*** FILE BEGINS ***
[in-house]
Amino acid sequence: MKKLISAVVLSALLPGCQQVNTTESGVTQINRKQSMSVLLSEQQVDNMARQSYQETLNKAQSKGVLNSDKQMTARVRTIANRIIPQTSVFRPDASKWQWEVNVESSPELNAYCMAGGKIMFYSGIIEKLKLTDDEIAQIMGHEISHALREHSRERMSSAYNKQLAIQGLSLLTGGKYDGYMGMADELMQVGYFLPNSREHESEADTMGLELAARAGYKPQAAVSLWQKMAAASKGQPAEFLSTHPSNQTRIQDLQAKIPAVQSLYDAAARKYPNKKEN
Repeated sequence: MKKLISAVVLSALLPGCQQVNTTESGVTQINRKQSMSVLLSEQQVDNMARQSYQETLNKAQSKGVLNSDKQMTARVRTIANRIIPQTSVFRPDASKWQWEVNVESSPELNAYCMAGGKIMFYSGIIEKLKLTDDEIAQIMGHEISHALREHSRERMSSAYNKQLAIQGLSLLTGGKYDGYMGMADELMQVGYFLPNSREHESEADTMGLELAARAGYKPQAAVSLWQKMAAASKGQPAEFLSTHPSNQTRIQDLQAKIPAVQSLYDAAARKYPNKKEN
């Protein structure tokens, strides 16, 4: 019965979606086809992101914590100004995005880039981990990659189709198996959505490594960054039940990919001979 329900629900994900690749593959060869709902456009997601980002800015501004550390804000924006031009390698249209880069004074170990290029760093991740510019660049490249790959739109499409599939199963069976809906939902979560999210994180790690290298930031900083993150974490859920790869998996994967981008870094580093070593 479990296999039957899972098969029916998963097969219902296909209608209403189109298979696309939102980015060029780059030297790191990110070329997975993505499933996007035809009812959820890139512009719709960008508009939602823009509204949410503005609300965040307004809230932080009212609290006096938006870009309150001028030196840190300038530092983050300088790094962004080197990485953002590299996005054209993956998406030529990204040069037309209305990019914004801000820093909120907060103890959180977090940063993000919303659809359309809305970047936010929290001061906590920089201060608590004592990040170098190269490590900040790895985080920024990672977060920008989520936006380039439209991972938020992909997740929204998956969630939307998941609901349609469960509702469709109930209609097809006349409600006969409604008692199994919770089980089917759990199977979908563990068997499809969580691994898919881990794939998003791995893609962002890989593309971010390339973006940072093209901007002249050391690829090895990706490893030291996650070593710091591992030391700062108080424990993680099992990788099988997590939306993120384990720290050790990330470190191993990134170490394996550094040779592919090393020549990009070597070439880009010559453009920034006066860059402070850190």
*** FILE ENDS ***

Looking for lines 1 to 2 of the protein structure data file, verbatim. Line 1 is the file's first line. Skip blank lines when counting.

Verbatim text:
[in-house]
Amino acid sequence: MKKLISAVVLSALLPGCQQVNTTESGVTQINRKQSMSVLLSEQQVDNMARQSYQETLNKAQSKGVLNSDKQMTARVRTIANRIIPQTSVFRPDASKWQWEVNVESSPELNAYCMAGGKIMFYSGIIEKLKLTDDEIAQIMGHEISHALREHSRERMSSAYNKQLAIQGLSLLTGGKYDGYMGMADELMQVGYFLPNSREHESEADTMGLELAARAGYKPQAAVSLWQKMAAASKGQPAEFLSTHPSNQTRIQDLQAKIPAVQSLYDAAARKYPNKKEN